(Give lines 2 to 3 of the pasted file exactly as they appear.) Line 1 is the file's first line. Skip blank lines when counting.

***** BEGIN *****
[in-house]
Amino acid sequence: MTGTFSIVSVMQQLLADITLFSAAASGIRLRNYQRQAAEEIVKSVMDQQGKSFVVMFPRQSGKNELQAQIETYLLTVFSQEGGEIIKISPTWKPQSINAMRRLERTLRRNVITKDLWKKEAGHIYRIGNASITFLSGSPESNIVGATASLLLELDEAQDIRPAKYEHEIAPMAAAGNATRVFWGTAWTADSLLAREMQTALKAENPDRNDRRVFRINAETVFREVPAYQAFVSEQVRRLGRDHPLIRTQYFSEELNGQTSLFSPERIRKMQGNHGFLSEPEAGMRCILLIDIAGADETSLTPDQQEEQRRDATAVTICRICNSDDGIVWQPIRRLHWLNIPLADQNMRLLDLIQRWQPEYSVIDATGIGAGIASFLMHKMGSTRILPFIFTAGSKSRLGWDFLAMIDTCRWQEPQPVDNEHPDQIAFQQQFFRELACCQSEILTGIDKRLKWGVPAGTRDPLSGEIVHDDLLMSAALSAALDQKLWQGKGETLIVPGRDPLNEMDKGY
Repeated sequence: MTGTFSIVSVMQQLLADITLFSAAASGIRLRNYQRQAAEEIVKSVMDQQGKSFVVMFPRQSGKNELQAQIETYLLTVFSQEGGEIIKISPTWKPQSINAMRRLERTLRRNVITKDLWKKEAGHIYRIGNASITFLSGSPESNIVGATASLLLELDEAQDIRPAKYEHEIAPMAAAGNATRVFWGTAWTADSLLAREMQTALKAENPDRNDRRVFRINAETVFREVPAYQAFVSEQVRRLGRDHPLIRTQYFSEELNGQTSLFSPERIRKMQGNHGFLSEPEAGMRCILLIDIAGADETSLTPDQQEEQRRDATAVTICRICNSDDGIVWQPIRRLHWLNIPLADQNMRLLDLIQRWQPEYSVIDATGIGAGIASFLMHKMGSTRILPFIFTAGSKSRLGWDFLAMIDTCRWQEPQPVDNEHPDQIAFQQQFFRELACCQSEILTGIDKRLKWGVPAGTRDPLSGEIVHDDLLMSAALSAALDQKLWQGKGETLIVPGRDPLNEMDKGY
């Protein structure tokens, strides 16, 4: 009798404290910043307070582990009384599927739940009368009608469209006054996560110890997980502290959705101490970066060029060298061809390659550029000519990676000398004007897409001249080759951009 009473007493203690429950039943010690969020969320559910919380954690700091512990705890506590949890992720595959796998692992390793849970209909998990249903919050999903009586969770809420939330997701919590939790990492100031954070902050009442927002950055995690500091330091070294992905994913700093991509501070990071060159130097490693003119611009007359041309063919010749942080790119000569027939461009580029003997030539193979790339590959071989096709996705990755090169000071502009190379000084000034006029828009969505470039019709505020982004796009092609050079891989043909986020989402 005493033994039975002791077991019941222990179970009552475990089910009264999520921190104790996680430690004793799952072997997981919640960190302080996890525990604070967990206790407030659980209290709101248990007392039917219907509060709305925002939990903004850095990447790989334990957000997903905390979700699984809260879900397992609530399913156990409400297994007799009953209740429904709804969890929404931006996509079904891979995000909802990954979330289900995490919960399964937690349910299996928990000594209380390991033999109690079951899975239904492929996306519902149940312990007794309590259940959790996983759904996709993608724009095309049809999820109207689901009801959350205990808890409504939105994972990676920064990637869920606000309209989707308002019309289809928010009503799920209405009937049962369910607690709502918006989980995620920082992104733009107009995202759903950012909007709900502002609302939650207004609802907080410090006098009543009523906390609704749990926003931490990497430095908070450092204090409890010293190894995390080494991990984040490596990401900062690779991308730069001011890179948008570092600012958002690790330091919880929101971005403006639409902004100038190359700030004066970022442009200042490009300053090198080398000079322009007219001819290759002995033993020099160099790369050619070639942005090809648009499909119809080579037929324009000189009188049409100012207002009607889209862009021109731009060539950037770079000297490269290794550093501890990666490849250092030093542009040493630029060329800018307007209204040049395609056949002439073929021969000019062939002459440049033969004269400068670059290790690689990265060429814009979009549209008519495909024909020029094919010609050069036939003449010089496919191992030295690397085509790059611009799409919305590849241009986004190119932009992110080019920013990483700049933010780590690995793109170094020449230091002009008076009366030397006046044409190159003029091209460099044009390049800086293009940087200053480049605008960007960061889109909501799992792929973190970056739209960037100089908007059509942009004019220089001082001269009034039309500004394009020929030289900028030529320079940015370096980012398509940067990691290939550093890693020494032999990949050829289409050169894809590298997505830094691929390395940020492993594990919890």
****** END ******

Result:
Amino acid sequence: MTGTFSIVSVMQQLLADITLFSAAASGIRLRNYQRQAAEEIVKSVMDQQGKSFVVMFPRQSGKNELQAQIETYLLTVFSQEGGEIIKISPTWKPQSINAMRRLERTLRRNVITKDLWKKEAGHIYRIGNASITFLSGSPESNIVGATASLLLELDEAQDIRPAKYEHEIAPMAAAGNATRVFWGTAWTADSLLAREMQTALKAENPDRNDRRVFRINAETVFREVPAYQAFVSEQVRRLGRDHPLIRTQYFSEELNGQTSLFSPERIRKMQGNHGFLSEPEAGMRCILLIDIAGADETSLTPDQQEEQRRDATAVTICRICNSDDGIVWQPIRRLHWLNIPLADQNMRLLDLIQRWQPEYSVIDATGIGAGIASFLMHKMGSTRILPFIFTAGSKSRLGWDFLAMIDTCRWQEPQPVDNEHPDQIAFQQQFFRELACCQSEILTGIDKRLKWGVPAGTRDPLSGEIVHDDLLMSAALSAALDQKLWQGKGETLIVPGRDPLNEMDKGY
Repeated sequence: MTGTFSIVSVMQQLLADITLFSAAASGIRLRNYQRQAAEEIVKSVMDQQGKSFVVMFPRQSGKNELQAQIETYLLTVFSQEGGEIIKISPTWKPQSINAMRRLERTLRRNVITKDLWKKEAGHIYRIGNASITFLSGSPESNIVGATASLLLELDEAQDIRPAKYEHEIAPMAAAGNATRVFWGTAWTADSLLAREMQTALKAENPDRNDRRVFRINAETVFREVPAYQAFVSEQVRRLGRDHPLIRTQYFSEELNGQTSLFSPERIRKMQGNHGFLSEPEAGMRCILLIDIAGADETSLTPDQQEEQRRDATAVTICRICNSDDGIVWQPIRRLHWLNIPLADQNMRLLDLIQRWQPEYSVIDATGIGAGIASFLMHKMGSTRILPFIFTAGSKSRLGWDFLAMIDTCRWQEPQPVDNEHPDQIAFQQQFFRELACCQSEILTGIDKRLKWGVPAGTRDPLSGEIVHDDLLMSAALSAALDQKLWQGKGETLIVPGRDPLNEMDKGY